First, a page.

In January 2013, the retired American cyclist Lance Armstrong admitted to doping in an interview
with Oprah Winfrey, and was stripped of his seven Tour de France wins and banned from sport
for life.


1. The most commonly used substances in sport doping include androgenic agents such
as anabolic steroids. They allow the athletes to train harder, recover more quickly and
build more muscle, but they can lead to kidney damage and increased aggression.
Anabolic steroids are usually taken either in tablet form or injected into muscles. Some
are applied to the skin in creams or gels.

2. Then there are stimulants, which make athletes more alert and can overcome the effects
of fatigue by increasing heart-rate and blood flow. But they are addictive and, in
extreme cases, can lead to heart failure.


3. Diuretics and masking agents are used to remove fluid from the body, which can hide
other drug use or, in sports such as boxing and horse racing, help competitors "make
the weight".

4. Narcotic analgesics and cannabinoids are used to mask the pain caused by injury or
fatigue - but in practice can make injuries worse. They are also addictive. Products
such as morphine and oxycodone are banned but the opiate-derived painkiller codeine
is allowed.

5. Peptide hormones are substances such as EPO (erythropoietin) – which increases
bulk, strength and red blood cell count and gives athletes more energy - and HGH
(human growth hormone), which builds muscle.

6. Blood doping which is less common is where blood is removed from the body and
injected back in later to boost oxygen levels. This practice, which can lead to kidney
and heart failure, is banned.

7. Glucocorticoids mask serious injury because they are anti-inflammatories and affect
the metabolism of carbohydrates, fat and proteins, and regulate glycogen and blood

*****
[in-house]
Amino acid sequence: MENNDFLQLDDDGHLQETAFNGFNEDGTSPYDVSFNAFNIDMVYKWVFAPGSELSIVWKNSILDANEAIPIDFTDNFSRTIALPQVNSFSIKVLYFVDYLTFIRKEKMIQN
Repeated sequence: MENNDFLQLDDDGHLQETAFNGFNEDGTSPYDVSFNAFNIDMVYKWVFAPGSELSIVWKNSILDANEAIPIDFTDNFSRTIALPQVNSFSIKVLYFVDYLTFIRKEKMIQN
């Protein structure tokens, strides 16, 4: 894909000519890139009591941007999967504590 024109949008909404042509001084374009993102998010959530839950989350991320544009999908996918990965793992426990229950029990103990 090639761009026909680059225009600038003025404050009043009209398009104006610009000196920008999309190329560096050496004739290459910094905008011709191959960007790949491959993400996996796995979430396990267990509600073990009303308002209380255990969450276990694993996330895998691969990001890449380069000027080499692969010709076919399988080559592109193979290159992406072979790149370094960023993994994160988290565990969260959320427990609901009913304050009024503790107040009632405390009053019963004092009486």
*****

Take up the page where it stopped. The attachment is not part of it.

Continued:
pressure levels.

8. Beta blockers, meanwhile, which may be prescribed for heart attack prevention and
high blood pressure, are banned in sports such as archery and shooting because they
keep the heart-rate low and reduce trembling in the hands.


The World Anti-Doping Code (Code) is the core document that harmonizes anti-doping policies,
rules and regulations within sport organizations and among public authorities around the world. It
works in conjunction with five International Standards which aim to foster consistency among
anti-doping organizations in various areas: testing; laboratories; Therapeutic Use Exemptions
(TUEs); the List of Prohibited Substances and Methods; and the protection of privacy and personal


The five international standards are:

1. The Prohibited List
The prohibited list outlines the substances and methods prohibited in sport. It is known
as the corner-stone of the WADA code, and also the key of harmonization. Since, 2004,
WADA annually publishes the list. The substances and methods which are not
mentioned in the list are kept under supervision. The Monitoring systems have been
established to supervise the usage of those unlisted substances.8

2. International Standard for Testing & Investigations
Testing is an extremely crucial piece of any anti-doping program. The purpose of the
International Standard for Testing & Investigations (ISTI) is to plan for effective testing
and to maintain the integrity and identity of samples, from notifying the athlete to
transporting samples for analysis.

3. International Standard for Therapeutic Use Exemptions
The purpose of the International Standard for Therapeutic Use Exemptions (ISTUE) is
to harmonize the process of granting TUEs across sports and countries. The WADA
TUE process ensures athletes can get access to important medication when appropriate
while ensuring clean athletes a level playing field.

4. International Standard for Laboratories
The purpose of the International Standard for Laboratories (ISL) is to ensure production
of valid test results and evidentiary data and to achieve uniform and harmonized results
and reporting from all accredited laboratories. Anti-doping and other sport
organizations which are signatories to the Code agree to have all samples analyzed at
WADA accredited labs.

5. International for Protection of Privacy and Personal Information

8 Prohibited List, World Anti-Doping Agency website. [Available at
do/prohibited-list, last accessed at 13th January, 05:34 pm].

The purpose of the International Standard for the Protection of Privacy and Personal
Information (ISPPPI) is to ensure that all relevant parties involved in anti-doping in
sport adhere to a set of minimum privacy protections when collecting and using athlete
personal information, such as information relating to whereabouts, doping controls, and
Therapeutic Use Exemptions.

This unified approach addresses problems that previously arose from disjointed and uncoordinated
anti-doping efforts, including, among others: a scarcity and splintering of resources required to